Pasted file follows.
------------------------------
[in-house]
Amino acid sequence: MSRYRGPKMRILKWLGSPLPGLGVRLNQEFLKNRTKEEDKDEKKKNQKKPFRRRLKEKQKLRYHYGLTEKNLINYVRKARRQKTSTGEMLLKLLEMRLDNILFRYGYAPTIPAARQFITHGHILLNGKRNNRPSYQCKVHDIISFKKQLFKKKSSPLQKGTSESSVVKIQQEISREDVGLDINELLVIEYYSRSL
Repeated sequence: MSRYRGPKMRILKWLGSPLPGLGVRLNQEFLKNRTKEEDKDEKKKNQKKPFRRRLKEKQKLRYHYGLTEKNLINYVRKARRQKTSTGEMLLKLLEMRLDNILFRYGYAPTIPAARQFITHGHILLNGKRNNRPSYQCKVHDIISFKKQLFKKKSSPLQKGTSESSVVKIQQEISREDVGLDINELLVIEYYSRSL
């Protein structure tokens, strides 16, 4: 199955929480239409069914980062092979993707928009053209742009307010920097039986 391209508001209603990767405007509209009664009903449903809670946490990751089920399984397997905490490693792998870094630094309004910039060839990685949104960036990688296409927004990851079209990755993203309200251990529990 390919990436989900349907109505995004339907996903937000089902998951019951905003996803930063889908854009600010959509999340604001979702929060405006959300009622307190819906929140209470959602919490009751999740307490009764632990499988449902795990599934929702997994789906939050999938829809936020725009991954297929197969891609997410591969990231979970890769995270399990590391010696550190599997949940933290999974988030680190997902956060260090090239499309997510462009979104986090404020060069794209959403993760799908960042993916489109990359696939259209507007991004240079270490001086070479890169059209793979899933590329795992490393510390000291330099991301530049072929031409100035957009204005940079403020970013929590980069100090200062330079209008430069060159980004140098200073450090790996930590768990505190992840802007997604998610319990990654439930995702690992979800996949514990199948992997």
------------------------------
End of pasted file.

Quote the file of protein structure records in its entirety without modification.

[in-house]
Amino acid sequence: MSRYRGPKMRILKWLGSPLPGLGVRLNQEFLKNRTKEEDKDEKKKNQKKPFRRRLKEKQKLRYHYGLTEKNLINYVRKARRQKTSTGEMLLKLLEMRLDNILFRYGYAPTIPAARQFITHGHILLNGKRNNRPSYQCKVHDIISFKKQLFKKKSSPLQKGTSESSVVKIQQEISREDVGLDINELLVIEYYSRSL
Repeated sequence: MSRYRGPKMRILKWLGSPLPGLGVRLNQEFLKNRTKEEDKDEKKKNQKKPFRRRLKEKQKLRYHYGLTEKNLINYVRKARRQKTSTGEMLLKLLEMRLDNILFRYGYAPTIPAARQFITHGHILLNGKRNNRPSYQCKVHDIISFKKQLFKKKSSPLQKGTSESSVVKIQQEISREDVGLDINELLVIEYYSRSL
């Protein structure tokens, strides 16, 4: 199955929480239409069914980062092979993707928009053209742009307010920097039986 391209508001209603990767405007509209009664009903449903809670946490990751089920399984397997905490490693792998870094630094309004910039060839990685949104960036990688296409927004990851079209990755993203309200251990529990 390919990436989900349907109505995004339907996903937000089902998951019951905003996803930063889908854009600010959509999340604001979702929060405006959300009622307190819906929140209470959602919490009751999740307490009764632990499988449902795990599934929702997994789906939050999938829809936020725009991954297929197969891609997410591969990231979970890769995270399990590391010696550190599997949940933290999974988030680190997902956060260090090239499309997510462009979104986090404020060069794209959403993760799908960042993916489109990359696939259209507007991004240079270490001086070479890169059209793979899933590329795992490393510390000291330099991301530049072929031409100035957009204005940079403020970013929590980069100090200062330079209008430069060159980004140098200073450090790996930590768990505190992840802007997604998610319990990654439930995702690992979800996949514990199948992997």